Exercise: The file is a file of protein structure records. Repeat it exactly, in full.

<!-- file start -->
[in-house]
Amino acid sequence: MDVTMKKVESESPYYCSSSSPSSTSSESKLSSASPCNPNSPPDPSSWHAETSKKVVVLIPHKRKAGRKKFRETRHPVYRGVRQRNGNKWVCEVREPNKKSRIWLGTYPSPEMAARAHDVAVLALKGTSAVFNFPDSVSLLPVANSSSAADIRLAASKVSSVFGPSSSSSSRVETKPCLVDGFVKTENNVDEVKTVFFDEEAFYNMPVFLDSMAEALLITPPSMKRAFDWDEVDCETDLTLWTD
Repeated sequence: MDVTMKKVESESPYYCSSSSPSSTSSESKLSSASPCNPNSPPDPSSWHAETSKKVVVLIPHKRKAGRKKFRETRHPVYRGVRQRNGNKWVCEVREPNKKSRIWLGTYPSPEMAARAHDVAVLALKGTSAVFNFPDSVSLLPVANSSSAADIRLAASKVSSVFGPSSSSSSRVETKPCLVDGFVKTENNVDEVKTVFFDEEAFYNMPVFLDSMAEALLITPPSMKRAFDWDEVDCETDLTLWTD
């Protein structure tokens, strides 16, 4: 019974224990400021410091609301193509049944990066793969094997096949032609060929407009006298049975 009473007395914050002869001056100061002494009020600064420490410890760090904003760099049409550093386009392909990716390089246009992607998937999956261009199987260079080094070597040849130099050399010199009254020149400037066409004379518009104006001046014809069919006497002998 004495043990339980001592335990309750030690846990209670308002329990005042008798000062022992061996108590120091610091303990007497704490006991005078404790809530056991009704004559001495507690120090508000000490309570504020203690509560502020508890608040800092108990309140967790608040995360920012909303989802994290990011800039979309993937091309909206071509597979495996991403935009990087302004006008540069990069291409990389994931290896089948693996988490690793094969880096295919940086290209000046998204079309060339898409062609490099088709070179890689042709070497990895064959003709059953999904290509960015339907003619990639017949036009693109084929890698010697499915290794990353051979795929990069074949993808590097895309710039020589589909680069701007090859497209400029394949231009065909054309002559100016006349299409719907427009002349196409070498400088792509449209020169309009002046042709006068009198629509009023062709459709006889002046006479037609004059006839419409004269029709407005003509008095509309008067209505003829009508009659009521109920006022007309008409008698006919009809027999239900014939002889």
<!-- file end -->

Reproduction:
[in-house]
Amino acid sequence: MDVTMKKVESESPYYCSSSSPSSTSSESKLSSASPCNPNSPPDPSSWHAETSKKVVVLIPHKRKAGRKKFRETRHPVYRGVRQRNGNKWVCEVREPNKKSRIWLGTYPSPEMAARAHDVAVLALKGTSAVFNFPDSVSLLPVANSSSAADIRLAASKVSSVFGPSSSSSSRVETKPCLVDGFVKTENNVDEVKTVFFDEEAFYNMPVFLDSMAEALLITPPSMKRAFDWDEVDCETDLTLWTD
Repeated sequence: MDVTMKKVESESPYYCSSSSPSSTSSESKLSSASPCNPNSPPDPSSWHAETSKKVVVLIPHKRKAGRKKFRETRHPVYRGVRQRNGNKWVCEVREPNKKSRIWLGTYPSPEMAARAHDVAVLALKGTSAVFNFPDSVSLLPVANSSSAADIRLAASKVSSVFGPSSSSSSRVETKPCLVDGFVKTENNVDEVKTVFFDEEAFYNMPVFLDSMAEALLITPPSMKRAFDWDEVDCETDLTLWTD
């Protein structure tokens, strides 16, 4: 019974224990400021410091609301193509049944990066793969094997096949032609060929407009006298049975 009473007395914050002869001056100061002494009020600064420490410890760090904003760099049409550093386009392909990716390089246009992607998937999956261009199987260079080094070597040849130099050399010199009254020149400037066409004379518009104006001046014809069919006497002998 004495043990339980001592335990309750030690846990209670308002329990005042008798000062022992061996108590120091610091303990007497704490006991005078404790809530056991009704004559001495507690120090508000000490309570504020203690509560502020508890608040800092108990309140967790608040995360920012909303989802994290990011800039979309993937091309909206071509597979495996991403935009990087302004006008540069990069291409990389994931290896089948693996988490690793094969880096295919940086290209000046998204079309060339898409062609490099088709070179890689042709070497990895064959003709059953999904290509960015339907003619990639017949036009693109084929890698010697499915290794990353051979795929990069074949993808590097895309710039020589589909680069701007090859497209400029394949231009065909054309002559100016006349299409719907427009002349196409070498400088792509449209020169309009002046042709006068009198629509009023062709459709006889002046006479037609004059006839419409004269029709407005003509008095509309008067209505003829009508009659009521109920006022007309008409008698006919009809027999239900014939002889």